Which is more surprising – that community colleges struggle in a highly competitive environment, or that I’m just starting to understand why? After five years of working around these institutions, their way of doing things is making more sense to me.
In the 45 years since provincial legislation brought them into being, everything has changed around them. Despite this, they have somehow managed to fulfill their mandates and strive to meet future demands.
In the beginning, each of the new colleges had a loosely defined catchment area, providing nearby families with a postsecondary alternative to universities. They had brand new purpose-built facilities and provincially mandated programs and standards, tied to Ontario’s labour economy.
The catchment areas are no longer defined by the proximity of students to “their” college, except in the isolated regional colleges where travel poses a barrier. Now colleges differentiate themselves more on the basis of program specialization (George Brown in hospitality, or Centennial in transportation, for example). Students interested in unique program offerings or industry specific equipment and facilities, crisscross the old boundaries to attend the institution of their choice. This is especially true in the Greater Toronto Area, where there are five colleges and four universities inside the city limits, and more within commuting distance.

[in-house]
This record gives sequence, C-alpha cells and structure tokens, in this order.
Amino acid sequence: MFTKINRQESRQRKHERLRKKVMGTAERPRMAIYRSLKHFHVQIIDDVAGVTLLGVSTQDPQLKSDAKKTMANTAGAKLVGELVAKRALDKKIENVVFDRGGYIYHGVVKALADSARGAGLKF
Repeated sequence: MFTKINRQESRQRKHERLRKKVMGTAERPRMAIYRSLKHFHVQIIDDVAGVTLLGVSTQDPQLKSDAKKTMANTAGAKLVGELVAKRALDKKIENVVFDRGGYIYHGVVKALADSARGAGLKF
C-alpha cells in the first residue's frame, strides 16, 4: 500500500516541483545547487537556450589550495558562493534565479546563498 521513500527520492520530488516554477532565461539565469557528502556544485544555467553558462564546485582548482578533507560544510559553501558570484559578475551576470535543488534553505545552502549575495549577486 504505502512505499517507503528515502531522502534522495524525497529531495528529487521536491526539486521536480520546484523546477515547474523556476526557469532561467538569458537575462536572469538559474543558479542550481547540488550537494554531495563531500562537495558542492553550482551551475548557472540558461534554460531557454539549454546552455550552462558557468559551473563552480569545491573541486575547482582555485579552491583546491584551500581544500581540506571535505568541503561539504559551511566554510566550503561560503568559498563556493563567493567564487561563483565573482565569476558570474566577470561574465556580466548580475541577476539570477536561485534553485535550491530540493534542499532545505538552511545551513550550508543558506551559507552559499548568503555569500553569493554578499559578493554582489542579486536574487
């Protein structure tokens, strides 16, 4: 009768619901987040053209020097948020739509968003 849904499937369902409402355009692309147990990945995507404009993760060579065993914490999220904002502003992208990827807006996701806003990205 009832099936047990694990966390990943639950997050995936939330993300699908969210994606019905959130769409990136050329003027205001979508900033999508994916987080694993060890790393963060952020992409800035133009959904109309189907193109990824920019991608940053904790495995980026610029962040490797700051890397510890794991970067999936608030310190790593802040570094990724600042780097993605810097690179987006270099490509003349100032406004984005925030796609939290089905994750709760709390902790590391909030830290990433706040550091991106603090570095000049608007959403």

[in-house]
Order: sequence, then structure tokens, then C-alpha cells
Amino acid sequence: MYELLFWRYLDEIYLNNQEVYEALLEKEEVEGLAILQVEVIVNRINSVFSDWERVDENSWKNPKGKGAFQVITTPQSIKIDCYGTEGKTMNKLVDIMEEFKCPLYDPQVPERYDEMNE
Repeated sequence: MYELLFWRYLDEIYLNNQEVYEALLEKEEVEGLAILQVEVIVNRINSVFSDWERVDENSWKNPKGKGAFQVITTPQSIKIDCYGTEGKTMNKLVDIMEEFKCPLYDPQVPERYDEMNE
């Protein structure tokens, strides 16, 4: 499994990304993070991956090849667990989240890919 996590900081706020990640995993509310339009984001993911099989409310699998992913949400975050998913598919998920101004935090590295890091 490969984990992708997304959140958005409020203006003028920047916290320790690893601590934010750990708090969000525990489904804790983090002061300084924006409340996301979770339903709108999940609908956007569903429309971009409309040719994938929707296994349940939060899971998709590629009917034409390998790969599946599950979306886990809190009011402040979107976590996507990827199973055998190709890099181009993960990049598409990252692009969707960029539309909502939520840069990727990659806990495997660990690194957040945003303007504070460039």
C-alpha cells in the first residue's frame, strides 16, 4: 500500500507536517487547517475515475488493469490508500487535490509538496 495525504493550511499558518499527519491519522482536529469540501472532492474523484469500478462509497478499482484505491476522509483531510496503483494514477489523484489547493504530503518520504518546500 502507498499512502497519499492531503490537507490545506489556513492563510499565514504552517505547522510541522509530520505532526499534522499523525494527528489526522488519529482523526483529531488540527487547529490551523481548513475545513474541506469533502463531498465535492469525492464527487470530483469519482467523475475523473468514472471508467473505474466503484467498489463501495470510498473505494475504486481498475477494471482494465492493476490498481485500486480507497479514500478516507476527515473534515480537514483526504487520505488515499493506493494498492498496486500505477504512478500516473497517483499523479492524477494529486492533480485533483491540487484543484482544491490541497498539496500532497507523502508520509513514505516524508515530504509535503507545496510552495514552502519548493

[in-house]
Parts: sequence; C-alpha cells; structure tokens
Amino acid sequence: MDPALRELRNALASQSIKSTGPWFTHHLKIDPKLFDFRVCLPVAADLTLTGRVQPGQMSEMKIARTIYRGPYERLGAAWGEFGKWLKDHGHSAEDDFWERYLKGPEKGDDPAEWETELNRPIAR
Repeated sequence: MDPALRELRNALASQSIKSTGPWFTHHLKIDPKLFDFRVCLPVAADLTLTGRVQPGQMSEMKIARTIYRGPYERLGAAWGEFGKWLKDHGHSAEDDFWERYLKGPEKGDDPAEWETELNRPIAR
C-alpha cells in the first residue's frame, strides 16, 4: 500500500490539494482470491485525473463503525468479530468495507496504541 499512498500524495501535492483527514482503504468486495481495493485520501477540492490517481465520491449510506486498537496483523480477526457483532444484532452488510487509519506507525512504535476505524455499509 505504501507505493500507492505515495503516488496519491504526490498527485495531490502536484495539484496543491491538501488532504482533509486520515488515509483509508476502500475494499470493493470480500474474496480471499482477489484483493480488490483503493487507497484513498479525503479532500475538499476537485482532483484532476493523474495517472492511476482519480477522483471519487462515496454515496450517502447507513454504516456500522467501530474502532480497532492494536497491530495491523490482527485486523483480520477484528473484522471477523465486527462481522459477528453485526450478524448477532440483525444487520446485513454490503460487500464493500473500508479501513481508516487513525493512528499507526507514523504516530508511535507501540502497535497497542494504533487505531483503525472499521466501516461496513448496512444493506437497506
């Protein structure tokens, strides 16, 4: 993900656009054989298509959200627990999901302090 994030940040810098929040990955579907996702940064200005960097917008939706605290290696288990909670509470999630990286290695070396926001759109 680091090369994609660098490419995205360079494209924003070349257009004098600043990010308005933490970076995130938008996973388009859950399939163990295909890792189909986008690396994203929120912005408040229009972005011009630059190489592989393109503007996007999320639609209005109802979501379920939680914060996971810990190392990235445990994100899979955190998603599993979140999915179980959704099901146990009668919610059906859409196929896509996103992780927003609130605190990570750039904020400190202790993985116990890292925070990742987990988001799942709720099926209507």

Back then, access to postsecondary education wasn’t nearly as accessible as today. Students lacking the means or the marks for a university education needed an alternative way to expand their employment options. Creation of a parallel system of colleges or polytechnic institutes gave them a choice.
By 2013, universities and colleges have become platforms linked by bridging and ladder programs. So advanced is this linkage, some urban colleges are targeting university campuses and industry for new students as aggressively as they recruit in high schools. Increasingly students don’t choose to attend college OR university, they choose college AND university.
Those bright new facilities have aged over the decades until a large portion of them are in need of repair or replacement. But replacement with what? And replacement how?
The original purpose of these buildings is no longer relevant in many cases. Learning environments have evolved over the years to reflect best practice in education. There is also the problem of specialized lab, studio, and shop space required to bring training up to industry standards. And finally, there is the question of who will pay for it all, especially when competitive pressures drive college administrators to seek improvements beyond what the government alone will fund?
Related to this infrastructure challenge is the premise that colleges should be training the work force of the future. It’s as valid an objective today as it was in 1965, but it’s a lot harder to fulfill in 2013 because the pace of change in technology has accelerated. The whole economy is affected, especially in industries where innovation drives employment growth. As product life cycles shorten, as production methods and materials change more rapidly, as design and management methods adapt to keep pace, colleges have to change what they teach, how they teach, and where they teach, if they are to remain relevant and competitive.